In The News

Trinity River Vision project funding part of water bill passed by Senate

by Royce Redfearn | Dec 14, 2016
  • MATTHEW DALY, Associated Press

WASHINGTON (AP) — Congress has approved a wide-ranging bill to authorize water projects across the country, including $526 million in funding for the Trinity River Vision project in Fort Worth that will update flood control for the Trinity River, redevelop land north of downtown and spur economic investment in the area. The bill also includes $170 million to address lead in Flint, Michigan's drinking water and $558 million to provide relief to drought-stricken California.

The Senate approved the $10 billion bill, 78-21, early Saturday, despite complaints from some Democrats that the drought measure was a giveaway to California farmers and businesses. The vote sends the bill to President Barack Obama.

Rep. Kay Granger, R-Fort Worth, has been the primary mover behind the project.

“I have been a staunch advocate for TRV since its beginning, and have worked every step of the way to make this vitally important flood and economic development project a reality,” Granger said in a statement. “The benefits of TRV to the people throughout the region simply cannot be overstated. That is why so many citizens, groups and community leaders have worked tirelessly to see it through.

Congresswoman Kay Granger released the following statement after Congress passed the Water Infrastructure Improvements for the Nation Act, which will now go to the President to be signed into law. Among other critical water infrastructure projects, this bill authorizes the transformational Trinity River Vision (TRV) project.”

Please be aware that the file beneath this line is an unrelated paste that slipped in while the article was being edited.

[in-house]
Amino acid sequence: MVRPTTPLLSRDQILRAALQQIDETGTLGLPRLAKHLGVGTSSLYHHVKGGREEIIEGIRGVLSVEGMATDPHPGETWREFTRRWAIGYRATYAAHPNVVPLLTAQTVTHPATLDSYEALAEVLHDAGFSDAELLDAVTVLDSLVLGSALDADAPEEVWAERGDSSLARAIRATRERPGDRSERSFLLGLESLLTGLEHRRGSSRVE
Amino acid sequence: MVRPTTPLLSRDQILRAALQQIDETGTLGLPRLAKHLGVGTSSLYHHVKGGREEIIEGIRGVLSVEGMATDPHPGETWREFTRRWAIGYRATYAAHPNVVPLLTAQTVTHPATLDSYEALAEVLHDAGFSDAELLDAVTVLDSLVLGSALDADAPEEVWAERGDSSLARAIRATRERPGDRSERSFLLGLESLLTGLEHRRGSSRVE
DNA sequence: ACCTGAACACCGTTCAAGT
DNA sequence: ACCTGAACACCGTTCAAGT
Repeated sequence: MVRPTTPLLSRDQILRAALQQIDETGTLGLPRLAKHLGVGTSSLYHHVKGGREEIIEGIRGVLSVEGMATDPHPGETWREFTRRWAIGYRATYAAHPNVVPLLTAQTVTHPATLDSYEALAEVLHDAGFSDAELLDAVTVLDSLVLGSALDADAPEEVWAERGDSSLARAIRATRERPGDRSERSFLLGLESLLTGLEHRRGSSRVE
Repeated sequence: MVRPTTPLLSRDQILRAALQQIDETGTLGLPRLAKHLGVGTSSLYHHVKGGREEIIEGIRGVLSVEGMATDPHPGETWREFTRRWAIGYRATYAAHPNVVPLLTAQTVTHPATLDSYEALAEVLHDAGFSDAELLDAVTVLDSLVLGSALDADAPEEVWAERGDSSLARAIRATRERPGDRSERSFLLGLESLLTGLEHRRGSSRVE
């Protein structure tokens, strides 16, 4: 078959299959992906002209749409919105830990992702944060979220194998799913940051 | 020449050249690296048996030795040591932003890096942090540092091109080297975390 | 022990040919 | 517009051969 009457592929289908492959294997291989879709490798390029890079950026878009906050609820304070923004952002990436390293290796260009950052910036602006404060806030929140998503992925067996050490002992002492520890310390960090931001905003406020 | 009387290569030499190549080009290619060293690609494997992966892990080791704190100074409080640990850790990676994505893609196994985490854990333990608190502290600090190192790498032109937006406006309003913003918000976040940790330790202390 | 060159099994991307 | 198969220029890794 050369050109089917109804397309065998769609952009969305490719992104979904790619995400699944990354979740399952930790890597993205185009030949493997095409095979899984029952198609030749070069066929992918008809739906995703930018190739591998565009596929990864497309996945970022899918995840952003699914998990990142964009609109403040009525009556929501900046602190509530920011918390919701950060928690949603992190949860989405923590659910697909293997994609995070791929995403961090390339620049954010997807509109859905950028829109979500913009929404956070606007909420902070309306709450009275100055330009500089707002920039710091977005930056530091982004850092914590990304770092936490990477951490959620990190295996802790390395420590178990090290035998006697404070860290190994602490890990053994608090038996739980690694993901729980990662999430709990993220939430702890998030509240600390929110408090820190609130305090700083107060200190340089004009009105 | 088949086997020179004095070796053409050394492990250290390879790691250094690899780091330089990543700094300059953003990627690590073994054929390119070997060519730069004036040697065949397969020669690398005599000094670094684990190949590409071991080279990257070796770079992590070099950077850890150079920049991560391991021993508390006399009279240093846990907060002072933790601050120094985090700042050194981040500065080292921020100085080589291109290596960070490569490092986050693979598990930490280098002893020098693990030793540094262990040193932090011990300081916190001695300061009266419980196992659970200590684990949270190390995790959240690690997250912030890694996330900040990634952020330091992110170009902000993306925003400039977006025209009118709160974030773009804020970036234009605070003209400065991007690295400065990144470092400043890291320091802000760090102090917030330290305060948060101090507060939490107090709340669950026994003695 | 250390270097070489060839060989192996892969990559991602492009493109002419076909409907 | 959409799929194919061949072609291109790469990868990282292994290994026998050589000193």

The Trinity River Vision project, estimated to cost $909.9 million total, is a plan that will divert the Trinity River near downtown Fort Worth, create an urban lake, create about 12 miles of new development along the waterfront and open up the area just north of downtown for redevelopment. The city, the county and the state are also contributing funds for the project. Currently, three bridges are under construction for the project, though there have been some delays because of construction issues with the bridges. .

“With an estimated economic impact of over $1 billion to the area,” Granger continued, “TRV will bring jobs and opportunities to people throughout our region and make necessary improvements to outdated flood protection infrastructure along 88 miles of the Trinity River. New economic development will transform the river into the heart of our community – adding 800 acres to our dynamic downtown, and connecting it to our world-class Cultural District and Stockyards.

“The passage of this important legislation is a dream come true for Fort Worth. After many years, the Trinity River will finally be treated like the prized possession it is,” she said.

The passage of the act, likely to be signed by President Obama, may spur additional development in the project, which is called the Panther Island District. In October, the first large private development for the district – a 233,198 square-foot multi-family community – was announced.